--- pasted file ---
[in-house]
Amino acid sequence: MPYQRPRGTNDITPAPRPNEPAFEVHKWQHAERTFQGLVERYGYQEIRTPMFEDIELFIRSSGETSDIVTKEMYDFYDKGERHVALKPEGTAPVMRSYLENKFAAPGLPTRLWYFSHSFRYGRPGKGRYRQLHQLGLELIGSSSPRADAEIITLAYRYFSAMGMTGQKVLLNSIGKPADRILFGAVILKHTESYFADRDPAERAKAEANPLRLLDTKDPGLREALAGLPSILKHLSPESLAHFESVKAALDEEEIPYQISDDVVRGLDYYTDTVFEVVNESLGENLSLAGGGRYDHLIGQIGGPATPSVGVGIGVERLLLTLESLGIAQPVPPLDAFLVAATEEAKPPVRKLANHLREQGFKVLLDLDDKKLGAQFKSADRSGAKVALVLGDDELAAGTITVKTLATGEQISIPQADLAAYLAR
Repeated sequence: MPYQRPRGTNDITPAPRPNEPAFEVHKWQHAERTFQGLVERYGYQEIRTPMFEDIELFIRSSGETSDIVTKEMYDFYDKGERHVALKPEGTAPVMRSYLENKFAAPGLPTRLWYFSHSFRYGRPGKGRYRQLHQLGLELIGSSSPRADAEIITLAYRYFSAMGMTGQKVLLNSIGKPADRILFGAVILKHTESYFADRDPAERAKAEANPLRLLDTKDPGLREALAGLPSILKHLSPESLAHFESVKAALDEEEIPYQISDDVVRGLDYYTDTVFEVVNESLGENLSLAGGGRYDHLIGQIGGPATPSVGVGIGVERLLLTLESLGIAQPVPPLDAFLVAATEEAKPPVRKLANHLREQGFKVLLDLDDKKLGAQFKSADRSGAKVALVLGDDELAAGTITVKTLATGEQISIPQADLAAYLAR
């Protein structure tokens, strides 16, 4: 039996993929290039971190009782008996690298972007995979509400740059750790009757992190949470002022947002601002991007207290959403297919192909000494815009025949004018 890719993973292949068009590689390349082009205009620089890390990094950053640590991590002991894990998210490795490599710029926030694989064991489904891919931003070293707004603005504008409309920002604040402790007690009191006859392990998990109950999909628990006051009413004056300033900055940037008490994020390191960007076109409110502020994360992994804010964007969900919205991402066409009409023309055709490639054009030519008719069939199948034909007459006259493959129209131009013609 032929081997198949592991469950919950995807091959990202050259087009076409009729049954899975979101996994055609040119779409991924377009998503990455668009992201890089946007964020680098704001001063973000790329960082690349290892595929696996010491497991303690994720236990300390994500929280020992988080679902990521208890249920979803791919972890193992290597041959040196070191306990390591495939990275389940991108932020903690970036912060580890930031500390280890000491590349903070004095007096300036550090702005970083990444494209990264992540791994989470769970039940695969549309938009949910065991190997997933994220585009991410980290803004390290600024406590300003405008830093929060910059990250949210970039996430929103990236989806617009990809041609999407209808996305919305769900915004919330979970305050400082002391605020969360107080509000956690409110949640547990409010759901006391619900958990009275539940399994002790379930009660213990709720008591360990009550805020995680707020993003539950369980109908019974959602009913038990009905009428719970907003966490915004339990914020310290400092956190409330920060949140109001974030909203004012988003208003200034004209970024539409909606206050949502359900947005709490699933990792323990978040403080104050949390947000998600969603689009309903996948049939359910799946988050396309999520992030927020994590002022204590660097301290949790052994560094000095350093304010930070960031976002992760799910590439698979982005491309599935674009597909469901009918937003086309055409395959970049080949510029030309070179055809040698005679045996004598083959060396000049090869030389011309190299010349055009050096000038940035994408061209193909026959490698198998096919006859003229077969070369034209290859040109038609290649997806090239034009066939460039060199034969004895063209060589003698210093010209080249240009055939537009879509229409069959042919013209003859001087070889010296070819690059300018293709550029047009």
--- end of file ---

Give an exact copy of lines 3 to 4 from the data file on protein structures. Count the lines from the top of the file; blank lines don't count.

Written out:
Repeated sequence: MPYQRPRGTNDITPAPRPNEPAFEVHKWQHAERTFQGLVERYGYQEIRTPMFEDIELFIRSSGETSDIVTKEMYDFYDKGERHVALKPEGTAPVMRSYLENKFAAPGLPTRLWYFSHSFRYGRPGKGRYRQLHQLGLELIGSSSPRADAEIITLAYRYFSAMGMTGQKVLLNSIGKPADRILFGAVILKHTESYFADRDPAERAKAEANPLRLLDTKDPGLREALAGLPSILKHLSPESLAHFESVKAALDEEEIPYQISDDVVRGLDYYTDTVFEVVNESLGENLSLAGGGRYDHLIGQIGGPATPSVGVGIGVERLLLTLESLGIAQPVPPLDAFLVAATEEAKPPVRKLANHLREQGFKVLLDLDDKKLGAQFKSADRSGAKVALVLGDDELAAGTITVKTLATGEQISIPQADLAAYLAR
């Protein structure tokens, strides 16, 4: 039996993929290039971190009782008996690298972007995979509400740059750790009757992190949470002022947002601002991007207290959403297919192909000494815009025949004018 890719993973292949068009590689390349082009205009620089890390990094950053640590991590002991894990998210490795490599710029926030694989064991489904891919931003070293707004603005504008409309920002604040402790007690009191006859392990998990109950999909628990006051009413004056300033900055940037008490994020390191960007076109409110502020994360992994804010964007969900919205991402066409009409023309055709490639054009030519008719069939199948034909007459006259493959129209131009013609 032929081997198949592991469950919950995807091959990202050259087009076409009729049954899975979101996994055609040119779409991924377009998503990455668009992201890089946007964020680098704001001063973000790329960082690349290892595929696996010491497991303690994720236990300390994500929280020992988080679902990521208890249920979803791919972890193992290597041959040196070191306990390591495939990275389940991108932020903690970036912060580890930031500390280890000491590349903070004095007096300036550090702005970083990444494209990264992540791994989470769970039940695969549309938009949910065991190997997933994220585009991410980290803004390290600024406590300003405008830093929060910059990250949210970039996430929103990236989806617009990809041609999407209808996305919305769900915004919330979970305050400082002391605020969360107080509000956690409110949640547990409010759901006391619900958990009275539940399994002790379930009660213990709720008591360990009550805020995680707020993003539950369980109908019974959602009913038990009905009428719970907003966490915004339990914020310290400092956190409330920060949140109001974030909203004012988003208003200034004209970024539409909606206050949502359900947005709490699933990792323990978040403080104050949390947000998600969603689009309903996948049939359910799946988050396309999520992030927020994590002022204590660097301290949790052994560094000095350093304010930070960031976002992760799910590439698979982005491309599935674009597909469901009918937003086309055409395959970049080949510029030309070179055809040698005679045996004598083959060396000049090869030389011309190299010349055009050096000038940035994408061209193909026959490698198998096919006859003229077969070369034209290859040109038609290649997806090239034009066939460039060199034969004895063209060589003698210093010209080249240009055939537009879509229409069959042919013209003859001087070889010296070819690059300018293709550029047009």